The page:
Unofficial Rangers podcaster David Limond jailed for six months for threatening journalist

Unofficial Rangers podcaster David Limond has been sentenced to six months in prison for sending a threatening communication to a journalist aggravated by racial and religious prejudice.

Sentence: Limond has been sentenced to six months in prison

Limond, 41, featured journalist Angela Haggerty – a reporter for The Drum – in a Rangers Chat podcast in September 2012, referring to her as “Taig of the day, scum of the day” and encouraging listeners to abuse her on Twitter. As a result, Haggerty received a stream of abusive tweets.

Limond was found guilty at Ayr Sheriff Court in December after a two-day trial and his sentence handed down today, which also included a three year non harassment order.

Haggerty said: “I’m relieved that the case is now over and I’m satisfied with the court’s judgement. Mr Limond targeted me both because of my profession as a journalist and because of my Irish heritage.

“I hope that the case will encourage others to report similar abuse and intimidation. The result of this case is an important one for journalism in Scotland. Protection of journalists is vital for a healthy media environment and intimidation of journalists who covered the financial collapse of Rangers has been well documented.”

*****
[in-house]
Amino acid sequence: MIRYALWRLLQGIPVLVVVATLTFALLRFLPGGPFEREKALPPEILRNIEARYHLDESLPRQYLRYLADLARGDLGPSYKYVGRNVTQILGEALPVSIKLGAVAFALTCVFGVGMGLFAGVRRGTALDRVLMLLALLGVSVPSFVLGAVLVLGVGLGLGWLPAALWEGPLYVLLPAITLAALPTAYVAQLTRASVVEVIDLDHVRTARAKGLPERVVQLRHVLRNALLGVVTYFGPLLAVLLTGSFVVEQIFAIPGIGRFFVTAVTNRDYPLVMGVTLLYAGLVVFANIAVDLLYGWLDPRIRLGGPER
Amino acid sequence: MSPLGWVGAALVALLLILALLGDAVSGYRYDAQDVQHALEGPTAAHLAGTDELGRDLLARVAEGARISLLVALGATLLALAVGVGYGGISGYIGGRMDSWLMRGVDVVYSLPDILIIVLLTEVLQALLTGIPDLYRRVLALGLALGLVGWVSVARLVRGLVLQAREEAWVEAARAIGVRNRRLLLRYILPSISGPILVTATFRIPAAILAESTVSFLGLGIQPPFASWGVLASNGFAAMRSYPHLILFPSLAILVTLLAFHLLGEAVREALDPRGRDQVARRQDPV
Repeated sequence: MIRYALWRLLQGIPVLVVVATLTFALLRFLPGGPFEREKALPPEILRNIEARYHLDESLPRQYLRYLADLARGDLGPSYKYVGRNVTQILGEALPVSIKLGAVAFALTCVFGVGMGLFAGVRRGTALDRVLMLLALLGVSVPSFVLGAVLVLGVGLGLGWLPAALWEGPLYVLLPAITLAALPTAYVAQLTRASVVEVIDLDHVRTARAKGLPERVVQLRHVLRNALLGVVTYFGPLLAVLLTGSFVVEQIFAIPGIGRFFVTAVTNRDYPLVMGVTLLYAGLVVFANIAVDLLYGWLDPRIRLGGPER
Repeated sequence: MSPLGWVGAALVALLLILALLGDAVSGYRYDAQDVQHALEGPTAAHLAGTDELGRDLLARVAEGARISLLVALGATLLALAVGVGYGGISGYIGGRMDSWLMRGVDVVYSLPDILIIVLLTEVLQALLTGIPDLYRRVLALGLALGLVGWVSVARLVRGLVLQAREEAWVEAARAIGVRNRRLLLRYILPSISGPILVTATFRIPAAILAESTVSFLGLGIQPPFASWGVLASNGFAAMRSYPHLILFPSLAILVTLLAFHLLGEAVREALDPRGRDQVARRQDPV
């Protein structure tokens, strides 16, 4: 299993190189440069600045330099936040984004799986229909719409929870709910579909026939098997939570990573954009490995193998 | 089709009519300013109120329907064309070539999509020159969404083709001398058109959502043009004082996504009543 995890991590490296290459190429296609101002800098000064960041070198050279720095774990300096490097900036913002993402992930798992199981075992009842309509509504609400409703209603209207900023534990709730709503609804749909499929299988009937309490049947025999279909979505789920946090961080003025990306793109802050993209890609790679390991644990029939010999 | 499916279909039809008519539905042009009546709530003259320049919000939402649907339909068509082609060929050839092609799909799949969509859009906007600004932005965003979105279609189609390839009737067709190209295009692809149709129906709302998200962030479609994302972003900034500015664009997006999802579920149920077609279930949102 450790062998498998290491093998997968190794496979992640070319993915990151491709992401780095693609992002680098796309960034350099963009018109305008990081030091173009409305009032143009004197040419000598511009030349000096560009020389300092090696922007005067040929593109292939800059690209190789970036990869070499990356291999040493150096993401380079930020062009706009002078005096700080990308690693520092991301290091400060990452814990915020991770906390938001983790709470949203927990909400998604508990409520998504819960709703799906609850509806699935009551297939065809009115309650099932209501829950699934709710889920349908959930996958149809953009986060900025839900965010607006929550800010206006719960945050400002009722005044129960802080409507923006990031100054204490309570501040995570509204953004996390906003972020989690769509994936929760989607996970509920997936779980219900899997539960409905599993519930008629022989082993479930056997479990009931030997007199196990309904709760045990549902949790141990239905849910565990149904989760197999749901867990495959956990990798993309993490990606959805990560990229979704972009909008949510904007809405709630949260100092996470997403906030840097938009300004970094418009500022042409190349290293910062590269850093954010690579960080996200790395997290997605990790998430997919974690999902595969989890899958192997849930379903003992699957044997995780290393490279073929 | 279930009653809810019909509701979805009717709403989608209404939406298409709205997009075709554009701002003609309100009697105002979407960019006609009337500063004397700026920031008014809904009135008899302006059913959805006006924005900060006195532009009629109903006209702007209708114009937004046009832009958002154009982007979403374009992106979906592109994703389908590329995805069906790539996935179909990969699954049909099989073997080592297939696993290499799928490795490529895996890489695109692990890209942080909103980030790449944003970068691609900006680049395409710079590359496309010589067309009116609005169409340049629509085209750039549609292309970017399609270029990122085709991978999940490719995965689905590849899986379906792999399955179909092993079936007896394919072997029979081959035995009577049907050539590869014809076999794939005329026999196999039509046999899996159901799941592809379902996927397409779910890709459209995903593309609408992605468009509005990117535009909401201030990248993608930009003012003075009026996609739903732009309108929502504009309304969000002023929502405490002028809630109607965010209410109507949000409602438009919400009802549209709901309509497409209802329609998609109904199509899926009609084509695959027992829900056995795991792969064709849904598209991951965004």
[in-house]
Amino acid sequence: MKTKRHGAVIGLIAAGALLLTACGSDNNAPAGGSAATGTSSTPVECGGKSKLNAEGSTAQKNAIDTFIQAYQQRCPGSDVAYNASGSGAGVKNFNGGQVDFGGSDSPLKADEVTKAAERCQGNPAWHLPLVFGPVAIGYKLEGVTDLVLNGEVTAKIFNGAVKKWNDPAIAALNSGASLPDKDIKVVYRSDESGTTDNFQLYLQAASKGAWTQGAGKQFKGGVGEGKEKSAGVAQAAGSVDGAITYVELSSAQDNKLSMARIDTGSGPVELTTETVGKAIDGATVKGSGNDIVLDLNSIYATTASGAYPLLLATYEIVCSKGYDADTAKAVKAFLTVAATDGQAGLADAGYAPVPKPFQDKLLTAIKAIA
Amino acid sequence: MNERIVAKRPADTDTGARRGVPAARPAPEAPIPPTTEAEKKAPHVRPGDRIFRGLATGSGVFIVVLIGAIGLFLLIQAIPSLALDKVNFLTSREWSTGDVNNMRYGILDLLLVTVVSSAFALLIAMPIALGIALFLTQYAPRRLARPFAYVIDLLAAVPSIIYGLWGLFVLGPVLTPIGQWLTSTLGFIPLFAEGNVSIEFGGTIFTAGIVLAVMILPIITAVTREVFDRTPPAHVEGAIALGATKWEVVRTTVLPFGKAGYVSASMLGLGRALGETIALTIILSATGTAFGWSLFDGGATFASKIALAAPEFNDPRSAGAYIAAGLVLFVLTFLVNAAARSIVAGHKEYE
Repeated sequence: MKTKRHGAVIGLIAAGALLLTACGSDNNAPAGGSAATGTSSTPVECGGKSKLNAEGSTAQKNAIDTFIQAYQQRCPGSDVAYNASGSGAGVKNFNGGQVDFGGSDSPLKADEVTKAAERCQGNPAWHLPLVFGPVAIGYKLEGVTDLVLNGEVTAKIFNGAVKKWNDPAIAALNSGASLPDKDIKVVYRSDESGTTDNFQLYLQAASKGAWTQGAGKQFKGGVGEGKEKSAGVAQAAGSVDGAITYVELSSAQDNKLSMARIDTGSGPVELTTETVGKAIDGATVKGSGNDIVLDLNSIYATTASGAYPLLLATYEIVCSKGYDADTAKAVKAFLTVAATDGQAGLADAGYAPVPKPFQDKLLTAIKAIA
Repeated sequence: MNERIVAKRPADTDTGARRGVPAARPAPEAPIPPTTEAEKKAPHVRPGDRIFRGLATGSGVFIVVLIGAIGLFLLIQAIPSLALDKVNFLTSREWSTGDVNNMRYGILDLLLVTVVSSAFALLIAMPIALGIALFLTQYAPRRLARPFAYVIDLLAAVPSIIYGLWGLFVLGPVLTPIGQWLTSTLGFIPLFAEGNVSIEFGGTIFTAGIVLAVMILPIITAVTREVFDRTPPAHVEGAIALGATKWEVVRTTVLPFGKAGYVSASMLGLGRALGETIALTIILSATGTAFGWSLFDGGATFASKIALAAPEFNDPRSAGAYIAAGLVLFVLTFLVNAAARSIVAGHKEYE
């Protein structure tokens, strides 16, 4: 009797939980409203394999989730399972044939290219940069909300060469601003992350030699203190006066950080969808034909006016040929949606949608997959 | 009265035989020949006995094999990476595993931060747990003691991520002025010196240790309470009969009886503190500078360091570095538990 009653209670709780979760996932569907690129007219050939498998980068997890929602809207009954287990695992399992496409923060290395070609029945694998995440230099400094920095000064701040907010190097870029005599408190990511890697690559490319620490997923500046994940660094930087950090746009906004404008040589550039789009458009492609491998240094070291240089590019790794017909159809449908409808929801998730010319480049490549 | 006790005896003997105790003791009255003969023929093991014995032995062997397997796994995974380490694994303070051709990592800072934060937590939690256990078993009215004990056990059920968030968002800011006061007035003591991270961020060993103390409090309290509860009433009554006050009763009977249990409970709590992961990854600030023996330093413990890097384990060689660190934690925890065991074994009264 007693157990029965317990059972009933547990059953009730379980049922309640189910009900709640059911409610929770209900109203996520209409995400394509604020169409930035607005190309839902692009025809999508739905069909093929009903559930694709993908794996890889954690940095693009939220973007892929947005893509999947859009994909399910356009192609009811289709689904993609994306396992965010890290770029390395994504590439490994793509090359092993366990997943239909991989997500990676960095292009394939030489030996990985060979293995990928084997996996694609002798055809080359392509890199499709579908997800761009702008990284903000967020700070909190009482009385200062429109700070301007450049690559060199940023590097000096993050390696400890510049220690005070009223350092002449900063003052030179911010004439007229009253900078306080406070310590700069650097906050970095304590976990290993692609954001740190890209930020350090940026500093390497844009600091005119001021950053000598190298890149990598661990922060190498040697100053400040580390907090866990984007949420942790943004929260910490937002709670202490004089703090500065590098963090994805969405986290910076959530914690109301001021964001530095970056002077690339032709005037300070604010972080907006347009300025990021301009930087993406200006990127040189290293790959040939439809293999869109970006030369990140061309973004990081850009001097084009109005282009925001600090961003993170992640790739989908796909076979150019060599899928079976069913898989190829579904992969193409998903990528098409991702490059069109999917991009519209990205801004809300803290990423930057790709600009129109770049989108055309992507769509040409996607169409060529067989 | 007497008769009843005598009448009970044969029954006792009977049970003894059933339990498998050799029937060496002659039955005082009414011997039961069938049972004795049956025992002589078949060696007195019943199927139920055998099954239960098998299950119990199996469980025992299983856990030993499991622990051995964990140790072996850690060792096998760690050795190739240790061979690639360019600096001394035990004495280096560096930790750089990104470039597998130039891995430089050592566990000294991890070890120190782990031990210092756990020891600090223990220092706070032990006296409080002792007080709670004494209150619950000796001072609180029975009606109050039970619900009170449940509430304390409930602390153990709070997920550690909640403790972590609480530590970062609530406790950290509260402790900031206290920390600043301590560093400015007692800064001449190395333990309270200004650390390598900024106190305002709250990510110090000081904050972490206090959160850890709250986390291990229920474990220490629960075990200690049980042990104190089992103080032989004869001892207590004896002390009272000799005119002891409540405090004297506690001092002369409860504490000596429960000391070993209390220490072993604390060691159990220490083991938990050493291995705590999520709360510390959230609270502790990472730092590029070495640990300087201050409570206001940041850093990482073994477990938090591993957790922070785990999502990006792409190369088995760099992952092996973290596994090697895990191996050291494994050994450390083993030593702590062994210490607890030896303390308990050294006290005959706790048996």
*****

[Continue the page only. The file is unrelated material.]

Haggerty wrote about her experience of being trolled on Twitter following the call by Limond to his audience and the fear she experienced as a result.

Paul Holleran, National Union of Journalists Scotland organiser, commented: “This robust action by the justiciary sends a clear message to those individuals who think it is acceptable to bully, threaten and incite others to violence through the social media. The NUJ will continue to campaign against online bullying particularly where members are on the receiving end of abuse and threats merely for carrying out their professional duties as a journalist.

He added: “Angela Haggerty was brave enough to challenge the abuser in this case and she is to be applauded for that. The NUJ encourage members to contact us or the police directly if they are subjected to any form of abuse and specifically threats of violence. Maybe individuals will think twice before they send hate messages via the various forms of media and this sentence will certainly focus minds.”

The incident involving Limond, the brother of Bafta-winning comedian Limmy, was featured on Channel 4 News about intimidation of journalists and other figures involved in covering the story of Rangers’ financial problems throughout 2012.

Get the Newsletter

Keep up to date with the latest news and insights.


Stephen Lepitak

Stephen Lepitak is editor of The Drum, with responsibility for overseeing the day-to-day running of the content produced for the various platforms run by the publication. Over the years he has interviewed agency network bosses such as Sir Martin Sorrell, Maurice Lévy and Arthur Sadoun, as well as Cindy Gallop, Kim Kardashian, film directors James Cameron, Spike Jonze and producers Harvey Weinstein and Lord David Puttnam. With a keen interest in media and breaking news, Lepitak has been with The Drum since 2005 and is based across its UK, US and Asia operations.

All by Stephen